How Does Coronavirus Stack Up Compared to Other Pandemics?

Learn the similarities and differences between COVID-19 and past epidemics and pandemics.

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In the fall of 2019, the idea that the global economy would essentially grind to a halt due to a highly contagious virus would have seemed like something out of a science-fiction movie rather than real life. But as unprecedented as all this seems—and, in many ways, is—it is far from the only deadly disease to rip through the world in our lifetimes. It's not even the only epidemic of the past decade, and at this point, it's far from the deadliest the world has ever seen. Understanding how public health crises of the past impacted the world and the toll they took helps us put the current surreal moment in perspective. Here are nine other pandemics and epidemics that the world has experienced, and how coronavirus looks compared to these precedents. And if you're looking to stay healthy, discover 7 Subtle Ways You Could Get Coronavirus Without Realizing It.

1
The Zika virus epidemic: 2015-2016

Zika virus
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The most recent virus epidemic is very different from the influenza and influenza-like outbreaks (including COVID-19) that we've seen in decades past. A mosquito-borne infection that can also be sexually transmitted, Zika causes mild illness in most people but presents a specific danger because it affects pregnancies and causes major birth defects.

While Zika still persists, its primary spread was across Latin America and the Caribbean from 2015 to 2016. "At its peak in the United States in 2016, there were 5,000 diagnosed persons; among pregnant women, about 10 percent had birth defects," explains Michael Stein, MD, chair of Health Law, Policy, and Management at the School of Public Health at Boston University.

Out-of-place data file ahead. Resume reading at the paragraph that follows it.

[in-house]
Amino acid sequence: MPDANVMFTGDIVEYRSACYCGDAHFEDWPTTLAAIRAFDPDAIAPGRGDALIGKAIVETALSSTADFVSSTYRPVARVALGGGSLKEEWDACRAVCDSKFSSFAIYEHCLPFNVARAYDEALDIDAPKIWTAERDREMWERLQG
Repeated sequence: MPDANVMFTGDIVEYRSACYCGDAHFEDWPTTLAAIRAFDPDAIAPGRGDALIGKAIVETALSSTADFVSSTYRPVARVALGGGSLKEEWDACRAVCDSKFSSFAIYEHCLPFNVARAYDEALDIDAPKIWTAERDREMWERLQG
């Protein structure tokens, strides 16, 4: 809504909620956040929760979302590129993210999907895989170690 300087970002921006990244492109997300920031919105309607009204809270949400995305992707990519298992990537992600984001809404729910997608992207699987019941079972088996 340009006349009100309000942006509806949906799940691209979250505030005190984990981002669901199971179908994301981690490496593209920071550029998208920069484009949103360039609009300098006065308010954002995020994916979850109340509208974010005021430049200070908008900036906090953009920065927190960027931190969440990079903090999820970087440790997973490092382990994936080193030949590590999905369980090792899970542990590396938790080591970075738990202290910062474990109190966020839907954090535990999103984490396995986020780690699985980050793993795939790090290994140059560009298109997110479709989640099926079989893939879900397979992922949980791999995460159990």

He points out how different the focus of discussions around the illness and its victims was, since it was afflicting mainly women and their children. It also created some controversial issues related to reproductive health care.

"State legislature passed laws that prevented women from having abortions for major fetal malformations," Stein says. "But while Zika made us aware of the particular risks of pregnancy, COVID is disproportionately affecting the disadvantaged, the chronically ill, the elderly, and the poor, and making us aware of the societal conditions which make some Americans far more vulnerable to poor outcomes."

2
The West African Ebola epidemic: 2014-2016 

Ebola
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Ebola spreads through contact via broken skin or mucous membranes in the eyes, nose, or mouth.

While 11 people were treated for Ebola in the United States and 1 person died during the most recent epidemic, the virus took a much greater toll on the West African region, with 28,600 infected and 11,325 deaths, according to the Centers for Disease Control and Prevention (CDC), making it deadlier but less widespread than COVID-19. While efforts continue to find a vaccine for Ebola, there is currently no cure.

3
The H1N1 swine flu pandemic: 2009-2010

Doctor checking for swine flu
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While the origins of COVID-19 are still being debated, most experts believe it was transmitted from an animal (most likely a bat) to a human. Swine flu, on the other hand, is believed to have begun in pig herds where two or more influenza viruses evolved into a distinct new virus. According to the CDC, "The mixing of influenza genes in pigs can result in the emergence of viruses with pandemic potential in humans. Improved surveillance of influenza in pigs and other animals may help to detect the emergence of influenza viruses with the potential to cause illness and spread among people, possibly resulting in a pandemic."